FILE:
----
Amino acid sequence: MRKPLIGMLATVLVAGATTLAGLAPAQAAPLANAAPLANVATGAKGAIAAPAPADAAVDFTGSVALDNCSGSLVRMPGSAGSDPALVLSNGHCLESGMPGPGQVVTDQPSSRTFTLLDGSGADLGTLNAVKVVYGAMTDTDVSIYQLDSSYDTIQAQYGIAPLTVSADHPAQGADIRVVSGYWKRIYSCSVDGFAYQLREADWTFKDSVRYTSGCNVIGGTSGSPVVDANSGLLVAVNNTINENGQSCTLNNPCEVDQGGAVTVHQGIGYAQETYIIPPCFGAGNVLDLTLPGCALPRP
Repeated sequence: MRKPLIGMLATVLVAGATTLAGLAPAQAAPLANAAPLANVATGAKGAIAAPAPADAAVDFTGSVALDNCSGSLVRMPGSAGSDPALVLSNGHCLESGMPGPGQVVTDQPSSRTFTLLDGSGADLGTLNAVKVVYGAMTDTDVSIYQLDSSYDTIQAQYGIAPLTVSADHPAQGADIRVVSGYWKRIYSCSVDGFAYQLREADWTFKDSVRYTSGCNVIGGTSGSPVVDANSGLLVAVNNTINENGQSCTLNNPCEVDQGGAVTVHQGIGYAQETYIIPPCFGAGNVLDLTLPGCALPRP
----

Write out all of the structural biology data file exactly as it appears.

Amino acid sequence: MRKPLIGMLATVLVAGATTLAGLAPAQAAPLANAAPLANVATGAKGAIAAPAPADAAVDFTGSVALDNCSGSLVRMPGSAGSDPALVLSNGHCLESGMPGPGQVVTDQPSSRTFTLLDGSGADLGTLNAVKVVYGAMTDTDVSIYQLDSSYDTIQAQYGIAPLTVSADHPAQGADIRVVSGYWKRIYSCSVDGFAYQLREADWTFKDSVRYTSGCNVIGGTSGSPVVDANSGLLVAVNNTINENGQSCTLNNPCEVDQGGAVTVHQGIGYAQETYIIPPCFGAGNVLDLTLPGCALPRP
Repeated sequence: MRKPLIGMLATVLVAGATTLAGLAPAQAAPLANAAPLANVATGAKGAIAAPAPADAAVDFTGSVALDNCSGSLVRMPGSAGSDPALVLSNGHCLESGMPGPGQVVTDQPSSRTFTLLDGSGADLGTLNAVKVVYGAMTDTDVSIYQLDSSYDTIQAQYGIAPLTVSADHPAQGADIRVVSGYWKRIYSCSVDGFAYQLREADWTFKDSVRYTSGCNVIGGTSGSPVVDANSGLLVAVNNTINENGQSCTLNNPCEVDQGGAVTVHQGIGYAQETYIIPPCFGAGNVLDLTLPGCALPRP